Armstrong Williams (26543)
Armstrong Williams

Is it possible to be safe this Thanksgiving and holiday season? That’s the question that millions of families will be asking themselves during the upcoming Thanksgiving and Christmas holiday. This holiday season will be unlike any in my lifetime as we face the challenges presented by COVID-19. It’s hard to believe that this invisible virus, which didn’t exist a year ago, is now in control of our reality, a reality that many Americans must account for in order to protect themselves and the vulnerable members of their families as they head into the holiday season.

While it is clear that the number of cases of COVID-19 are increasing, after spending months alone or mostly solitary the question is are many Americans willing to continue to make that sacrifice? According to the Center for Disease Control, they advise bringing “your own food, drinks, plates, cups, and utensils” to holiday gatherings. Additionally, the CDC suggests that you should wear a mask at all times except for while eating or drinking and they advise that meals should occur outdoors. With these types of restrictions, is Thanksgiving the same or does it merely become just another event with no meaning at all. It’s difficult to see how the true meaning of Thanksgiving could remain the same under such harsh and drastic circumstances.

Despite this bizarre new reality, my hope is that people adapt to these new circumstances and still find a reason to be thankful. At the time of me writing this column, over 245,000 Americans have died from COVID and there have been roughly 11 million cases. It goes without saying that the virus is wreaking havoc on many unsuspecting Americans, people who never expected their lives to come to such a sudden end, or the spouses, children, relatives and friends who lost someone they deeply loved. The fact that we are still among the living should be reason enough to give God thanks as we go about the holiday.

So often we find ourselves moving through life, following our daily routines, constantly grinding and chasing the next shiny object, but do we actually stop to think about the most important gift, the gift of life? How often do you stop to give thanks for the blessings you have received regardless of what situation you may find yourself in today? Having life means you have a chance to continue to improve. In tragedies like COVID-19 there is always a silver lining, and, in this instance, the pandemic has humbled a great many of us. So many people walk around arrogantly, believing nothing can touch them because of stature, wealth or perhaps even fame, however the coronavirus treats us all the same. It doesn’t distinguish by race, ethnicity, sexual-orientation, party affiliation, or class—in other words, when it comes to COVID-19, we’re all equal and there’s something about that reality that should give us all humility and grace.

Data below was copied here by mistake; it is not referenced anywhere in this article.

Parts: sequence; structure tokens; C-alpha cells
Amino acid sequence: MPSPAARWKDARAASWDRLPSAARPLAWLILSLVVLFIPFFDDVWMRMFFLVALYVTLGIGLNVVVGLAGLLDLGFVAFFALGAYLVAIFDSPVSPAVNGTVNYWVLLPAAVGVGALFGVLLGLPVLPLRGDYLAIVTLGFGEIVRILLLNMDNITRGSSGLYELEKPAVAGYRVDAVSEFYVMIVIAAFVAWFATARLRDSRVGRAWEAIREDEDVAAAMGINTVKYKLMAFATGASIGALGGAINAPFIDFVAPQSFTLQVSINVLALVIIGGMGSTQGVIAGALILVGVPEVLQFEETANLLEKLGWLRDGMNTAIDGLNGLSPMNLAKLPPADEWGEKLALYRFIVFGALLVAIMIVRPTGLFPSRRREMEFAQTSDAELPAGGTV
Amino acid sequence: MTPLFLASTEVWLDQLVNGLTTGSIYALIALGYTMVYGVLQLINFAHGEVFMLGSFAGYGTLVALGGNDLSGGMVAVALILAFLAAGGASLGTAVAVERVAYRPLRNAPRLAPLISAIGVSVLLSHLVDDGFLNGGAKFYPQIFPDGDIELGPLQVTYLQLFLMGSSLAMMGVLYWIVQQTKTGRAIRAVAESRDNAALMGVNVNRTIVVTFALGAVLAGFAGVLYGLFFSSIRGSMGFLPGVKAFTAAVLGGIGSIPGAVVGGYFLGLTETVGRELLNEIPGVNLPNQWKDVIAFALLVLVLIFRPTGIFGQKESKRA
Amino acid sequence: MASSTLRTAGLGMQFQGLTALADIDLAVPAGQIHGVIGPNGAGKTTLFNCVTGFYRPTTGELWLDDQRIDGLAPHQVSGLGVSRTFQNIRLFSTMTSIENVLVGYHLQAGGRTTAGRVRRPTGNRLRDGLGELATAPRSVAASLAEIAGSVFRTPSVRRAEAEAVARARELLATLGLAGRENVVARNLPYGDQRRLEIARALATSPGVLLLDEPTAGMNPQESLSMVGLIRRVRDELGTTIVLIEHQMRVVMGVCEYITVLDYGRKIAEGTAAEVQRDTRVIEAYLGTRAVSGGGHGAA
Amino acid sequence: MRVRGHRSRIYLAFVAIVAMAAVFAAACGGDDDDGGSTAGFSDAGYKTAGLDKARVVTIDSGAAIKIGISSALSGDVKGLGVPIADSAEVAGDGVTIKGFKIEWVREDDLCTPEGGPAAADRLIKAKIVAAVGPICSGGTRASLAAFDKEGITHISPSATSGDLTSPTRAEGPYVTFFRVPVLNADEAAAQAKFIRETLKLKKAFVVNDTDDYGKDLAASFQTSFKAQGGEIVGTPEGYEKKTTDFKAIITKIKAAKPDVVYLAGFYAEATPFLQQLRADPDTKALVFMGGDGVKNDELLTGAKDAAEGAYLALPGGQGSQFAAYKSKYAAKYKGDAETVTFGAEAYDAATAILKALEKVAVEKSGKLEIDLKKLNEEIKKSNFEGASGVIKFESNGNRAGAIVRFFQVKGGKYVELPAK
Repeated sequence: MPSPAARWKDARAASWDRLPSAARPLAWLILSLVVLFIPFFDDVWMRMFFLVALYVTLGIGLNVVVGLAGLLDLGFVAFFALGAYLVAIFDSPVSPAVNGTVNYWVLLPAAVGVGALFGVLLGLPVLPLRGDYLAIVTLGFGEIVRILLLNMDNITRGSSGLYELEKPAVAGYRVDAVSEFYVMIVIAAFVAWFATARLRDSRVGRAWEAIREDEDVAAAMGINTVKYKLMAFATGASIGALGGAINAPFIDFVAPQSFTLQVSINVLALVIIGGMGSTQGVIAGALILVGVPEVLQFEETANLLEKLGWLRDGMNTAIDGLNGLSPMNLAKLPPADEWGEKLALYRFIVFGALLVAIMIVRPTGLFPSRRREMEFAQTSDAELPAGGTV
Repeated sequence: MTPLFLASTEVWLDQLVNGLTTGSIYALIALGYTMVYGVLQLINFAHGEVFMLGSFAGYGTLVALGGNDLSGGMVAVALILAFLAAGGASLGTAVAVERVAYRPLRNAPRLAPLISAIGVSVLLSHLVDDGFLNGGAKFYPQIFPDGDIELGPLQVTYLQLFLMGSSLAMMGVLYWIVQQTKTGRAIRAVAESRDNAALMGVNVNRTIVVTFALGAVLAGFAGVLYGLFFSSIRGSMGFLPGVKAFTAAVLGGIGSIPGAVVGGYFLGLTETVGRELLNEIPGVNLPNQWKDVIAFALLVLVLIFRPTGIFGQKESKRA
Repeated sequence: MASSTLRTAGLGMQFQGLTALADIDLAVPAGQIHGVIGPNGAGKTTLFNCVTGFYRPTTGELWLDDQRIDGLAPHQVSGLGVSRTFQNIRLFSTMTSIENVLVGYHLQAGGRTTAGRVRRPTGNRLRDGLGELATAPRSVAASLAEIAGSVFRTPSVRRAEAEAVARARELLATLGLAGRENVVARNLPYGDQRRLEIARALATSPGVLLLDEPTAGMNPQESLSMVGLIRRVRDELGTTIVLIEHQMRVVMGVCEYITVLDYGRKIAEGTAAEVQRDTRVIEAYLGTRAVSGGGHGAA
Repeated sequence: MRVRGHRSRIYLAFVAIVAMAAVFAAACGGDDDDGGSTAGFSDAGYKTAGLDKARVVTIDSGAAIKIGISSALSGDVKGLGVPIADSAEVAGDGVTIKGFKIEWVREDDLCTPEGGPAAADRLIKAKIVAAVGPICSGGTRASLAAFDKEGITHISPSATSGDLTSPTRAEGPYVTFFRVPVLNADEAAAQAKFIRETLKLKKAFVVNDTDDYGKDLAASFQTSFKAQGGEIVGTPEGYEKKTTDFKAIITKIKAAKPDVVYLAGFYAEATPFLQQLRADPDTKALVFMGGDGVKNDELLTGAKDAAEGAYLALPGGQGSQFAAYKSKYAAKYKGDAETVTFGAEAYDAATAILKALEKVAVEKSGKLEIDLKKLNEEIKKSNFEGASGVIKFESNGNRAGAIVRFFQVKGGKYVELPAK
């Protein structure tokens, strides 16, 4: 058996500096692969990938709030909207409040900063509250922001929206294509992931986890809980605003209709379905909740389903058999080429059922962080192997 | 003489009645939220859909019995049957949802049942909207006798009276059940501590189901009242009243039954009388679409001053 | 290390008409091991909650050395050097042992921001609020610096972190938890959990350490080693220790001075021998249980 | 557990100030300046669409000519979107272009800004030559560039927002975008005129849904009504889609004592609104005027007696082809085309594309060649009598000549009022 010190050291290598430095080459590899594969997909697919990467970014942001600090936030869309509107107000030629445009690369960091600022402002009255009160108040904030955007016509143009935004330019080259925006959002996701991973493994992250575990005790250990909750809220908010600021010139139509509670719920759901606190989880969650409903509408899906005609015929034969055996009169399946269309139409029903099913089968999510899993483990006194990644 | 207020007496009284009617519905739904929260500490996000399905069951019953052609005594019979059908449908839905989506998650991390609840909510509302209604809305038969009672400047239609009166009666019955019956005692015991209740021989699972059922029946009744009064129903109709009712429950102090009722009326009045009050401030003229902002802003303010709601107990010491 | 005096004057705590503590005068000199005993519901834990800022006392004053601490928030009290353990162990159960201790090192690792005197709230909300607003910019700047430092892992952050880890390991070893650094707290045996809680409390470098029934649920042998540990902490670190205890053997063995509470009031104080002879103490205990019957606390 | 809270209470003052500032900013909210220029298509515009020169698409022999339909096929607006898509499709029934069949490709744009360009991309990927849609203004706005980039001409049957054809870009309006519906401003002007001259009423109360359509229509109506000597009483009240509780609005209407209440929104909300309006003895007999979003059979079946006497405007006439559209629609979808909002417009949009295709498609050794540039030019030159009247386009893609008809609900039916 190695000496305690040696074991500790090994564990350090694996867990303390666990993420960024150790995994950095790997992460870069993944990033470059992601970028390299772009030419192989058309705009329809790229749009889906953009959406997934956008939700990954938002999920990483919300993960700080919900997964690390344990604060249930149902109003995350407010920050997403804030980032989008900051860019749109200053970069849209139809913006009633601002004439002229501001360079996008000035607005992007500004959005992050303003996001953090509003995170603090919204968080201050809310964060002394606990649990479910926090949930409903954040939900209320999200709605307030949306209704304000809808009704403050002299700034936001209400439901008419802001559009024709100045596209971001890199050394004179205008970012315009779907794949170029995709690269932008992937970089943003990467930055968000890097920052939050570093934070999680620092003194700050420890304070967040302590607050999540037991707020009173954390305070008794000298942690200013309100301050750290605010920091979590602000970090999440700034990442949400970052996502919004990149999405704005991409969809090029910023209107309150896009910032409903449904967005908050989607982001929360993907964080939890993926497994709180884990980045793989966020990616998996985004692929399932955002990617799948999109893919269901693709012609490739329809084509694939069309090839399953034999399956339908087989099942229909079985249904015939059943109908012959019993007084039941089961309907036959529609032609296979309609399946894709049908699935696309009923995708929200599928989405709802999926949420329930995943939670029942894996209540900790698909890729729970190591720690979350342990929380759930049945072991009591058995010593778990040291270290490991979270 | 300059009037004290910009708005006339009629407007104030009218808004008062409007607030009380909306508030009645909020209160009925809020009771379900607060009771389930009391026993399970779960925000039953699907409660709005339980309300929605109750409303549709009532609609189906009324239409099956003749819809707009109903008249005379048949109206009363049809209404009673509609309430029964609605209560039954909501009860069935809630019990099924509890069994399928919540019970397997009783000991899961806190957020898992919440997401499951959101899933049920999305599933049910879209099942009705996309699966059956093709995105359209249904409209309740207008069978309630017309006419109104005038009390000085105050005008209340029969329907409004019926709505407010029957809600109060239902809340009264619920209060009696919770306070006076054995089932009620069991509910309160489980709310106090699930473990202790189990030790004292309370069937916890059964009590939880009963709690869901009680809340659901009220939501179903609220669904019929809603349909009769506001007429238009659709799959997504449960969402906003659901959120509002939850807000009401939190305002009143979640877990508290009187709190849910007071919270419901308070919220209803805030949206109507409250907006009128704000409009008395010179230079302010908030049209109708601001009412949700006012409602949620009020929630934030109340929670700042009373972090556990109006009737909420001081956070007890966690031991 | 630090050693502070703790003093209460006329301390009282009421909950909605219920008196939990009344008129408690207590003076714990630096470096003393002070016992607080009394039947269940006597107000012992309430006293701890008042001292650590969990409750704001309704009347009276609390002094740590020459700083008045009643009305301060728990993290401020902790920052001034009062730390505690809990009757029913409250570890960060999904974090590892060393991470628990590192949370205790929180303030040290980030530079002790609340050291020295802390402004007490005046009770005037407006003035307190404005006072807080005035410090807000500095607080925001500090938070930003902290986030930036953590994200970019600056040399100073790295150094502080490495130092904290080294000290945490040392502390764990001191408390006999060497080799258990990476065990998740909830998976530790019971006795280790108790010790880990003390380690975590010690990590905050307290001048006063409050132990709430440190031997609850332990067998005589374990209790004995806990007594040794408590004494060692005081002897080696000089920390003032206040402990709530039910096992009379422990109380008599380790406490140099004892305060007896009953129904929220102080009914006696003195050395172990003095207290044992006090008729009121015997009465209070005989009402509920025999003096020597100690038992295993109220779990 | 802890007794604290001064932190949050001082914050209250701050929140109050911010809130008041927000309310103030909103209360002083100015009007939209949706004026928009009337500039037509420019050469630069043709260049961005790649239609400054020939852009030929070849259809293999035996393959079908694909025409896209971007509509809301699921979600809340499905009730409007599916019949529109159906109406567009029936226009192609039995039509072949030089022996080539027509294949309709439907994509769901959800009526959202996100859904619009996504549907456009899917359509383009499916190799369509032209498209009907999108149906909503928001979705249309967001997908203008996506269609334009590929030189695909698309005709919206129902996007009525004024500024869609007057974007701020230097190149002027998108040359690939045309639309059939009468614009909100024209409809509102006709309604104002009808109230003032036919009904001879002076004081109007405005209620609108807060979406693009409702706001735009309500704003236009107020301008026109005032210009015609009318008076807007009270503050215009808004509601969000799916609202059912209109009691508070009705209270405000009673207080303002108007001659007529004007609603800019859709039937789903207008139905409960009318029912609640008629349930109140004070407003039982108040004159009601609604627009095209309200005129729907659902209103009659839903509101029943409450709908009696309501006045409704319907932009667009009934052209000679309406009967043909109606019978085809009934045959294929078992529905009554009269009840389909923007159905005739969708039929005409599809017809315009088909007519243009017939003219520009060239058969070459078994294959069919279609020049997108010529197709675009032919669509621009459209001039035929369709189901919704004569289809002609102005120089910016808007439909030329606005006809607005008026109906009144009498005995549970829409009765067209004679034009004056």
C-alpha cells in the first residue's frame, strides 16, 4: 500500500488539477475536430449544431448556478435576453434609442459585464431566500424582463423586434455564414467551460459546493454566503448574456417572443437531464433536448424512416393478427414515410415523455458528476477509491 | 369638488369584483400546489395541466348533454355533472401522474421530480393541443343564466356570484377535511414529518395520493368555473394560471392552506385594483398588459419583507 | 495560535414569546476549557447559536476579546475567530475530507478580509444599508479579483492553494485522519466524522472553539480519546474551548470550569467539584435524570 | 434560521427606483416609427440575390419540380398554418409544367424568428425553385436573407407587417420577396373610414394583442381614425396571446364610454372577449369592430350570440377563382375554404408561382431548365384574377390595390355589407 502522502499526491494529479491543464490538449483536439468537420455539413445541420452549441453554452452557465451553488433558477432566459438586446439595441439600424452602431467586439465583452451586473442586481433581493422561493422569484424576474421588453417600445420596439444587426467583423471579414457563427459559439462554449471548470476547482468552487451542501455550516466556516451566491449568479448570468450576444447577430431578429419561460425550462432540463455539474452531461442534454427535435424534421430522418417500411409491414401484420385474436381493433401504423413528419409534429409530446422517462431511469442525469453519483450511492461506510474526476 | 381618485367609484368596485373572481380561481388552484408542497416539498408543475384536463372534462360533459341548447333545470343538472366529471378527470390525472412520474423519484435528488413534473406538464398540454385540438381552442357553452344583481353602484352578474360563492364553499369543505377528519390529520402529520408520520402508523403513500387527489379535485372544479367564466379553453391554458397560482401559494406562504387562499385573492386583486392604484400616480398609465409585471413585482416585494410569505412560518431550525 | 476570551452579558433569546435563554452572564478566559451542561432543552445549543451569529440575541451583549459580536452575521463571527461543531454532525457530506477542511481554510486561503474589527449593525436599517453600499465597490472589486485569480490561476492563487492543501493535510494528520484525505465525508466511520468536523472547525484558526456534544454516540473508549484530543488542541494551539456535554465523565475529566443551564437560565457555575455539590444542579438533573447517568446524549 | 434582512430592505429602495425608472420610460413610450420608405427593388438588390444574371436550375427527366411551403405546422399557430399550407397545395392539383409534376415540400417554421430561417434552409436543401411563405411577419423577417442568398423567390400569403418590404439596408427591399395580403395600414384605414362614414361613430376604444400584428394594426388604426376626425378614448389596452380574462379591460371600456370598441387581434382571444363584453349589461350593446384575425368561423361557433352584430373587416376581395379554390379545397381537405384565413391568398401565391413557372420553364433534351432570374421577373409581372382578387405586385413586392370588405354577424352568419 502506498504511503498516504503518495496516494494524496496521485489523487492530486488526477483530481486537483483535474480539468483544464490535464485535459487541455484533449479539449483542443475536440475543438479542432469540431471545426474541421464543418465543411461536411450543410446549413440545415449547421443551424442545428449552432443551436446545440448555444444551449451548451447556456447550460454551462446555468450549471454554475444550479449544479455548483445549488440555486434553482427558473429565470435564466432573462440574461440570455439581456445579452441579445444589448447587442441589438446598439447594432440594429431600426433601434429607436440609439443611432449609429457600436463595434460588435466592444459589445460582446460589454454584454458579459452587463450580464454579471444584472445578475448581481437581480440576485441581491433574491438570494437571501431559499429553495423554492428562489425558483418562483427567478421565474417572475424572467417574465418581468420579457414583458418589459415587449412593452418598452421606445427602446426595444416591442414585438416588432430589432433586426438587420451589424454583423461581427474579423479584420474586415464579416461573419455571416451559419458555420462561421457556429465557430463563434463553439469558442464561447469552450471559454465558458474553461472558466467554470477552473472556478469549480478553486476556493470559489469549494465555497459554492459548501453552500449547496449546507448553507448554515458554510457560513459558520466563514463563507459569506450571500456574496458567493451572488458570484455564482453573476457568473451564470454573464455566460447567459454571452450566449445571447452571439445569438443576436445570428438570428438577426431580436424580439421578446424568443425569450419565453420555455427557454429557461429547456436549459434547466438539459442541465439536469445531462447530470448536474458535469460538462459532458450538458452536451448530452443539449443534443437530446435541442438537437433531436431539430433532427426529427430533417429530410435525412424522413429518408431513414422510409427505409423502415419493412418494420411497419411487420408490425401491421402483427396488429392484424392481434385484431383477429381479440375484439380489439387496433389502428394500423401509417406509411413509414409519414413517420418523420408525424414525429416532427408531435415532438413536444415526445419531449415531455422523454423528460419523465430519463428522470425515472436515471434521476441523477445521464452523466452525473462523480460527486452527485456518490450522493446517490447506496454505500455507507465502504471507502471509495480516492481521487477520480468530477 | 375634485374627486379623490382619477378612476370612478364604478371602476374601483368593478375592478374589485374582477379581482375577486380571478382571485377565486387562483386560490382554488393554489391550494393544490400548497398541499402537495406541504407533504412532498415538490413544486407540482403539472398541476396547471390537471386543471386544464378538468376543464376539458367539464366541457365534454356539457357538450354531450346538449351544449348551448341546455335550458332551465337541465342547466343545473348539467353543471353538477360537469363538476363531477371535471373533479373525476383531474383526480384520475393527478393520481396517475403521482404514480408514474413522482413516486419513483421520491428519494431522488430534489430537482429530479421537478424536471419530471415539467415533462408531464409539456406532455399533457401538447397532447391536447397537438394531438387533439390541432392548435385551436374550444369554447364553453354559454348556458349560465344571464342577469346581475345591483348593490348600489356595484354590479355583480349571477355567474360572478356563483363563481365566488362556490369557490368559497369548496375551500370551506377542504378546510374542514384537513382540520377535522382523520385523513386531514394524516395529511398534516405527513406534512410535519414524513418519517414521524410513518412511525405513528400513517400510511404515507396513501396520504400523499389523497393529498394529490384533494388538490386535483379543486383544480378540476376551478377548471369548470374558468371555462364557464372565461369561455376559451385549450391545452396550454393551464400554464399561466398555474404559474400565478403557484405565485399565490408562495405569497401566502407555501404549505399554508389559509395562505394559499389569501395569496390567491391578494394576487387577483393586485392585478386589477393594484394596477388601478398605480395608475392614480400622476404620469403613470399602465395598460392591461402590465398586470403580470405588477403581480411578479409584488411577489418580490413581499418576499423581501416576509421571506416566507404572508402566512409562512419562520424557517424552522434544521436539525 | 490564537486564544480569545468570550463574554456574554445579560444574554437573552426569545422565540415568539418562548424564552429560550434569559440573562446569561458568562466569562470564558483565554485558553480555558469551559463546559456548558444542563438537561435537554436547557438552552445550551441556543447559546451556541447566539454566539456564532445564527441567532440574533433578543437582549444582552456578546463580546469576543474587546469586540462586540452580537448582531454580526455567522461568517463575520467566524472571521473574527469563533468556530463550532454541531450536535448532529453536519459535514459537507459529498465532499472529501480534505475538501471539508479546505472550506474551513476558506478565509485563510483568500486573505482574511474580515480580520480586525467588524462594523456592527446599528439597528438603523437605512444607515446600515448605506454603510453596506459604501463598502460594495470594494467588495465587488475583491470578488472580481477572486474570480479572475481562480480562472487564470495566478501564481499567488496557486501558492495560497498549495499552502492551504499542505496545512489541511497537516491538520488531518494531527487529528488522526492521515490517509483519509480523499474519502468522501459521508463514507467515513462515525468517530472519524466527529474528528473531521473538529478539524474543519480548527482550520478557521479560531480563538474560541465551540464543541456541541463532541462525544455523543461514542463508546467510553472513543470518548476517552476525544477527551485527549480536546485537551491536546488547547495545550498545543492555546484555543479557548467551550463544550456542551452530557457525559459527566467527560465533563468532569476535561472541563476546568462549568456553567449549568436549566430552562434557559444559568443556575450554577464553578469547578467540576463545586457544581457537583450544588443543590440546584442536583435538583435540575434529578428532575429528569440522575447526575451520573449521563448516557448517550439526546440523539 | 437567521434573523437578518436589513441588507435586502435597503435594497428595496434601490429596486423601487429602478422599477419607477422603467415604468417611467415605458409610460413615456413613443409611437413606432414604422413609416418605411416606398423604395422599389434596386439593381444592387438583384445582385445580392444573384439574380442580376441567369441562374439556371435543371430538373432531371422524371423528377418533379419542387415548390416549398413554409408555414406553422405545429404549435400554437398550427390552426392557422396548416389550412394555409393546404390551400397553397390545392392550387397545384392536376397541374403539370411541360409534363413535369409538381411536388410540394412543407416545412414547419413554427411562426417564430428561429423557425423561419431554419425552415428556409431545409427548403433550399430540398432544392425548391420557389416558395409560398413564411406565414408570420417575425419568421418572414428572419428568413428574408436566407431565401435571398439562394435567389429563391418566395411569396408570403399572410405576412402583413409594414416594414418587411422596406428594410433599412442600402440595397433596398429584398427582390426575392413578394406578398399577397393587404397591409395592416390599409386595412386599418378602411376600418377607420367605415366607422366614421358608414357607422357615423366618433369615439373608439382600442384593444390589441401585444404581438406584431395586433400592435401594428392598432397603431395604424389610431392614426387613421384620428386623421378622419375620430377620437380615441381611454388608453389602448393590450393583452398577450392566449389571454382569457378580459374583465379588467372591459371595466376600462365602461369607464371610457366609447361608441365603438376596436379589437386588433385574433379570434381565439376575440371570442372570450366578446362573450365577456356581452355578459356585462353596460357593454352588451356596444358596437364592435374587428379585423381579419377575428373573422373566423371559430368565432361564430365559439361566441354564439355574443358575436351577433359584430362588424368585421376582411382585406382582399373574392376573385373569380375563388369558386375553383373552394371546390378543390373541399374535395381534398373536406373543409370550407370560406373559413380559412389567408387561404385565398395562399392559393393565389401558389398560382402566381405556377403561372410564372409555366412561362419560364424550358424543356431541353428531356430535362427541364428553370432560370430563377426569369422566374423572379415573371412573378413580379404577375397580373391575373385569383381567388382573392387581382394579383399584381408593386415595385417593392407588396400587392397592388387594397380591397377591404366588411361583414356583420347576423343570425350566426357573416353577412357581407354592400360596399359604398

Perhaps this is the reality check that America needed. A check on greed, a check on over-consumption, a check on walking away from God and faith. The 2020 election cycle demonstrated just how much politics have divided us, so much so that we’ve become unrecognizable to ourselves. Hopefully, when the dust settles from the election, rather than continued strife and division, a sense of calmness will prevail and there will be calls for us to return to civility, norms, and the moral standards that have made the United States the greatest country in the world. I worry deeply about what the future holds for our nation if we do not take this unprecedented time to reflect and reunite.

While it has certainly not been easy to adjust to this reality or this “new normal,” surviving this pandemic will require unity, something that our country has been lacking for far too long. As we practice the safety guidelines outlined by our foremost doctors and scientists, let us also return to our highest ideals. This Thanksgiving we should each remember the standards and ideals laid by our founding fathers, that the United States of America is the greatest beacon of hope and freedom for all of the world. Let us give thanks that we are alive. Let us give thanks for another day and the opportunity to be better tomorrow than we were today, and certainly better than we were yesterday because there are people who do not have this opportunity. This is our goal and perhaps the pandemic is our impetus or our call to action. This cannot be accomplished alone; the burden is on each and every one of us. Be thankful and give grace, and never lose sight of just how incredible life is because one merely needs to look at the damage caused by the pandemic to see that life is precious and life is fleeting.